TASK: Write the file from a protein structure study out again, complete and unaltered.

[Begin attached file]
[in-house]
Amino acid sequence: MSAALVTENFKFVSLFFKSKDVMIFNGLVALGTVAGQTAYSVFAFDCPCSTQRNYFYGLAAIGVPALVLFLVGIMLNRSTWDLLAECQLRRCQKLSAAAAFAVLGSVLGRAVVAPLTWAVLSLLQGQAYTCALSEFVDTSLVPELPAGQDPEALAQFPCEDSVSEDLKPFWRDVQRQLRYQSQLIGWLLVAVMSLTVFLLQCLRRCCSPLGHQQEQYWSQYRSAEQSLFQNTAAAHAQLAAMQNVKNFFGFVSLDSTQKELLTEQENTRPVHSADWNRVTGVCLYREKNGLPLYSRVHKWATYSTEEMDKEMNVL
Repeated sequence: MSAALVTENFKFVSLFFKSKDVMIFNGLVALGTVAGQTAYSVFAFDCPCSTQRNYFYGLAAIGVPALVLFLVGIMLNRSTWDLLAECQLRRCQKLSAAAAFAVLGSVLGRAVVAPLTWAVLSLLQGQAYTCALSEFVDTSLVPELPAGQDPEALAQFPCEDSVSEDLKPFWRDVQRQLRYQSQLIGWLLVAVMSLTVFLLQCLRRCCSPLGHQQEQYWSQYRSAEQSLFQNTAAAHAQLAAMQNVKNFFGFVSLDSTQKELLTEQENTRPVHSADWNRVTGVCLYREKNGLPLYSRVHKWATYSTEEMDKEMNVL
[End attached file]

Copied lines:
[in-house]
Amino acid sequence: MSAALVTENFKFVSLFFKSKDVMIFNGLVALGTVAGQTAYSVFAFDCPCSTQRNYFYGLAAIGVPALVLFLVGIMLNRSTWDLLAECQLRRCQKLSAAAAFAVLGSVLGRAVVAPLTWAVLSLLQGQAYTCALSEFVDTSLVPELPAGQDPEALAQFPCEDSVSEDLKPFWRDVQRQLRYQSQLIGWLLVAVMSLTVFLLQCLRRCCSPLGHQQEQYWSQYRSAEQSLFQNTAAAHAQLAAMQNVKNFFGFVSLDSTQKELLTEQENTRPVHSADWNRVTGVCLYREKNGLPLYSRVHKWATYSTEEMDKEMNVL
Repeated sequence: MSAALVTENFKFVSLFFKSKDVMIFNGLVALGTVAGQTAYSVFAFDCPCSTQRNYFYGLAAIGVPALVLFLVGIMLNRSTWDLLAECQLRRCQKLSAAAAFAVLGSVLGRAVVAPLTWAVLSLLQGQAYTCALSEFVDTSLVPELPAGQDPEALAQFPCEDSVSEDLKPFWRDVQRQLRYQSQLIGWLLVAVMSLTVFLLQCLRRCCSPLGHQQEQYWSQYRSAEQSLFQNTAAAHAQLAAMQNVKNFFGFVSLDSTQKELLTEQENTRPVHSADWNRVTGVCLYREKNGLPLYSRVHKWATYSTEEMDKEMNVL